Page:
Although miscarriages can have many factors that contribute to the cause or risk of it happening, there are different types of miscarriages you may hear your doctor mention. 

Recurrent Miscarriage – considered as 3 or more consecutive first trimester miscarriages. This affects 1% of couples trying to conceive 

Complete Miscarriage – When the products of conception or the embryo empty of out the uterus. Bleeding that comes with the miscarriage should subside quickly along with any pain or cramping. These miscarriages can be confirmed with an ultrasound. 

Inevitable or Incomplete Miscarriage – accompanied bleeding with an open cervix. A miscarriage is inevitable when thre is a dilation in the cervix or a rupture in the membranes. If the miscarriage incomplete, bleeding and cramps may be persistent.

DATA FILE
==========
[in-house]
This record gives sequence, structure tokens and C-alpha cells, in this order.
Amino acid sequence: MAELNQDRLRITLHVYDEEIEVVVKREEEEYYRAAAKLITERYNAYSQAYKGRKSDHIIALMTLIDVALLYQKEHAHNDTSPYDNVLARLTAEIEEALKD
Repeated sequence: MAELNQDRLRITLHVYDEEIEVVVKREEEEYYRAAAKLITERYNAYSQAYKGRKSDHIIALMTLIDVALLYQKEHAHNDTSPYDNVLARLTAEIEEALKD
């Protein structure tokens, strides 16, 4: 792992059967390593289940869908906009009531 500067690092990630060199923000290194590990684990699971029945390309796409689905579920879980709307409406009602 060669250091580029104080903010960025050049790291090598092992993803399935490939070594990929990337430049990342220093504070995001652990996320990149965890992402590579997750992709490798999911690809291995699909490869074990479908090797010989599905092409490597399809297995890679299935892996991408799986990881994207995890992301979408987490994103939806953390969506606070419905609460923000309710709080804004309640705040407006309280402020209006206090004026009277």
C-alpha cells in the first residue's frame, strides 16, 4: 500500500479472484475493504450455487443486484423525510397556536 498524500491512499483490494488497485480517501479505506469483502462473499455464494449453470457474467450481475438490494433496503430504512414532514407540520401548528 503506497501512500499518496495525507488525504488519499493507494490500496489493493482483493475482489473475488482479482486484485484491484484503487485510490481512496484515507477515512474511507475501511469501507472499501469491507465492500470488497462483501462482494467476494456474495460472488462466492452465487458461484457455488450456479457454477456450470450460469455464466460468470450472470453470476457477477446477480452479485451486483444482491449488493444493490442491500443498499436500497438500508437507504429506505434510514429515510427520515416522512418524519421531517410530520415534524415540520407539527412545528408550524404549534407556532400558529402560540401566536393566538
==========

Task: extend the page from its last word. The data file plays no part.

Missed Miscarriage – experiencing a miscarriage unknowingly. When a miscarriage occurs and there is no expulsion of the embryo. Signs would be symptoms of pregnancy loss. And the absence of fetal characteristics.

Threatened Miscarriage -early pregnancy bleeding normally accompanied with cramping or lower backaches. The cervix remains closed with bleeding resulting from implantation.

Treatment When It Comes To Miscarriage

The treatment for a miscarriage aims to prevent continued hemorrhaging and infection. Normally the body knows to expel fetal tissue by itself. However, if it’s a late pregnancy and the body does not, your doctor may perform a dilation and curettage or a D and C. This is where the doctor will open the cervix and use a thin instrument to remove the rest of the fetal tissue.

Although the signs and symptoms can be commonly placed and be caused from a multitude of issues that boost your risk. And although miscarriages cannot be prevenet unless you have been diagnosed with a specific risk factor and have a healthcare plan from your provider. There are ways to be proactive to have the healthiest pregnancy possible.